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I have an application that keeps using up more and more memory as time goes by (while actively running), but there are no leaks. So I know the program isn't doing something totally wrong, which would be easy to find.

Instead I want to track allocations so I can start tracking down the issue, and on a Mac I'd use Instruments, which gives a detailed profile of what objects have been allocated, and by whom, but on Windows what would I use?

Currently I'm working with C/C++ on Windows XP, using VS2005. So any tools for this setup would be great, and hopefully tools that are free or at least provide a few weeks of trial, because it'll take a while to complete any purchase (corporate stuff) if necessary, and I have deadlines.


Edit: I'm using VLD, so I know the program has no Leaks, but it seems to be hogging more memory than needed, and not returning it, so I need to track allocations, not leaks.

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closed as off-topic by hivert, ling.s, Martin Dinov, Vladimir, noob Feb 19 at 9:10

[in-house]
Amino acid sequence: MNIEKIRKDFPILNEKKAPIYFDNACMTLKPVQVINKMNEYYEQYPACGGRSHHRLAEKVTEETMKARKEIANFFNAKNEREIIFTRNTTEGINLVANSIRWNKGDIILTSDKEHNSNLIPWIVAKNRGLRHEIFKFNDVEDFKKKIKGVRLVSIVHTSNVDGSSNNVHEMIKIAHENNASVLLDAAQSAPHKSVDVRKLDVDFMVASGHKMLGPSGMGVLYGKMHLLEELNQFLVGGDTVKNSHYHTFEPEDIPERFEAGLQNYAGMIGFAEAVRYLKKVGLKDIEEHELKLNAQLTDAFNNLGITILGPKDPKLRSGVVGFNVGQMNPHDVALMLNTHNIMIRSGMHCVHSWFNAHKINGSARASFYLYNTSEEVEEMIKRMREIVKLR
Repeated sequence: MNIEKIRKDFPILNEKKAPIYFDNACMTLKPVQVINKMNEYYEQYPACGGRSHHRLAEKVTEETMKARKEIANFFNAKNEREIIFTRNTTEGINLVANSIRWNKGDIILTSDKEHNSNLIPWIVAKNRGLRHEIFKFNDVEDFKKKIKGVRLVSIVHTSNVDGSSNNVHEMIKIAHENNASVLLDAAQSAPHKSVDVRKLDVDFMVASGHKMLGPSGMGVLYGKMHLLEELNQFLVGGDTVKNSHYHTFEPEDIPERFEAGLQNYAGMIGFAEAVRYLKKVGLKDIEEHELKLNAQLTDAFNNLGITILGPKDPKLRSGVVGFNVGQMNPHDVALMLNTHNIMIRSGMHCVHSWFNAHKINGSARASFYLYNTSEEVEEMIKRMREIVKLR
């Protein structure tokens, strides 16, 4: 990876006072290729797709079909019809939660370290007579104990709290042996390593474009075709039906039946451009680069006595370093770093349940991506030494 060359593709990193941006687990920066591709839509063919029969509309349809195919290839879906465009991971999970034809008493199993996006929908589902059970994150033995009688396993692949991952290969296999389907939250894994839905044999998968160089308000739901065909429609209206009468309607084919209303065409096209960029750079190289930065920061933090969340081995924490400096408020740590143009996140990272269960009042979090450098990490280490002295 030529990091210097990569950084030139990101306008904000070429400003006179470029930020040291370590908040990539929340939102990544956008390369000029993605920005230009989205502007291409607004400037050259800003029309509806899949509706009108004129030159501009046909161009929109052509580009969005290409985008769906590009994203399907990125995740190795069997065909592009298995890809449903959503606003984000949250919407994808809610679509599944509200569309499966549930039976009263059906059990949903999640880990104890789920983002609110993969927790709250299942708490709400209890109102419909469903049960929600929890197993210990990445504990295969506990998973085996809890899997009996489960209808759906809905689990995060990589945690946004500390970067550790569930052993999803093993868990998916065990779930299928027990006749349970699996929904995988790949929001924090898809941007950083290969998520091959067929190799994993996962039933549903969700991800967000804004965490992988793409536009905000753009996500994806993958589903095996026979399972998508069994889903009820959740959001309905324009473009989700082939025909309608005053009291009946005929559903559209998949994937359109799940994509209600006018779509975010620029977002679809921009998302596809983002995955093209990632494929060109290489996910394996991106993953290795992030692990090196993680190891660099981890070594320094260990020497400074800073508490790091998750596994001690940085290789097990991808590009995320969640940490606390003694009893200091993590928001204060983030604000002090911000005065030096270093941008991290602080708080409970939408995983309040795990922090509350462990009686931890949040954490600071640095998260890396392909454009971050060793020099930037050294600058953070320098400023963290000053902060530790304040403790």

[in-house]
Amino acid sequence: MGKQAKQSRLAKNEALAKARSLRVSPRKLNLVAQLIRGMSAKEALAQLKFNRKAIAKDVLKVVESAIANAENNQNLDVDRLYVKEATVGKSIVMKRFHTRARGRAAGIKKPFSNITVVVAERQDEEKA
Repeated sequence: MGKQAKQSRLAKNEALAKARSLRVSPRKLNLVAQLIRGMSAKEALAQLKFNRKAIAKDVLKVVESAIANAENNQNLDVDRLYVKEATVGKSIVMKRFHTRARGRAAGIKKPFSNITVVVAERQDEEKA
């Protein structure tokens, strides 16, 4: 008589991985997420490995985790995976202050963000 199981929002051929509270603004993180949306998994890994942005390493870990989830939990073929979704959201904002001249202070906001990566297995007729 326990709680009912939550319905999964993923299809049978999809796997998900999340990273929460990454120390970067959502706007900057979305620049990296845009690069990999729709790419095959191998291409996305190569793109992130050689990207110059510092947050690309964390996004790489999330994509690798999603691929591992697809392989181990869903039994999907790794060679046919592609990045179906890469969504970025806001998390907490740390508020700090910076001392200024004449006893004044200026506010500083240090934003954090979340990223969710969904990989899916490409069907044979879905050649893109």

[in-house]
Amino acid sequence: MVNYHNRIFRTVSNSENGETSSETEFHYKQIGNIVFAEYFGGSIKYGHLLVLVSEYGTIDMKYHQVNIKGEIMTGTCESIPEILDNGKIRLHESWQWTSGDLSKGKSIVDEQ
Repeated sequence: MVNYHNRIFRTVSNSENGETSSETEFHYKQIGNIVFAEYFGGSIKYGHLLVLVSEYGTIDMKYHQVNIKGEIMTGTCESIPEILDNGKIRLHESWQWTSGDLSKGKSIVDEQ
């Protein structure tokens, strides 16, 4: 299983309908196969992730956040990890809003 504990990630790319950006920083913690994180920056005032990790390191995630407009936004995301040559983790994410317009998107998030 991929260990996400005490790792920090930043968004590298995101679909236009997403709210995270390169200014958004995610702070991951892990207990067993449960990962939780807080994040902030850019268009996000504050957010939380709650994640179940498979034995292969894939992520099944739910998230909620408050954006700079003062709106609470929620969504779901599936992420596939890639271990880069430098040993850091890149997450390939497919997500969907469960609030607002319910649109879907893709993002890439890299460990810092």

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3 Answers 3

up vote 2 down vote accepted

Memory validator would be ideal for you. http://www.softwareverify.com/cpp/memory/index.html

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Great tool! Just what I needed, thanks –  Robert Gould Apr 9 '09 at 4:13

Glowcode is here. It has the worst user interface in the world. The internals have the stuff though, if you have the patience to struggle through the horror that is trying to get it to work right. There is a 21 day free trial. I've found it to be a lifesaver, but you really have to want to find that bug.

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After trying Glowcode out, I remember I'd used it about 4 years ago, but seems like it hasn't changed much since then :) Anyways it works, but Canopus MemoryValidator has a much friendlier UI –  Robert Gould Apr 9 '09 at 4:14
If anything it has gotten worse. I kind of like it though. I think I have debugger Stockholm syndrome –  1800 INFORMATION Apr 9 '09 at 4:41

Visual Studio Enabling Memory Leak Detection

The primary tools for detecting memory leaks are the debugger and the CRT debug heap functions. To enable the debug heap functions, include the following statements in your program:

#include <stdlib.h>
#include <crtdbg.h>


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Will this help if there are no actual memory leaks? I think he is talking about a situation of increasing memory usage over time, not necessarily a leak –  1800 INFORMATION Apr 9 '09 at 3:07
Sorry but I'm not talking about memory Leaks, my program cleans itself perfectly when it finishes, no leaks what so ever. The issue is it keeps allocating and allocating but doesn't return memory until it exits, or something like that. –  Robert Gould Apr 9 '09 at 3:07

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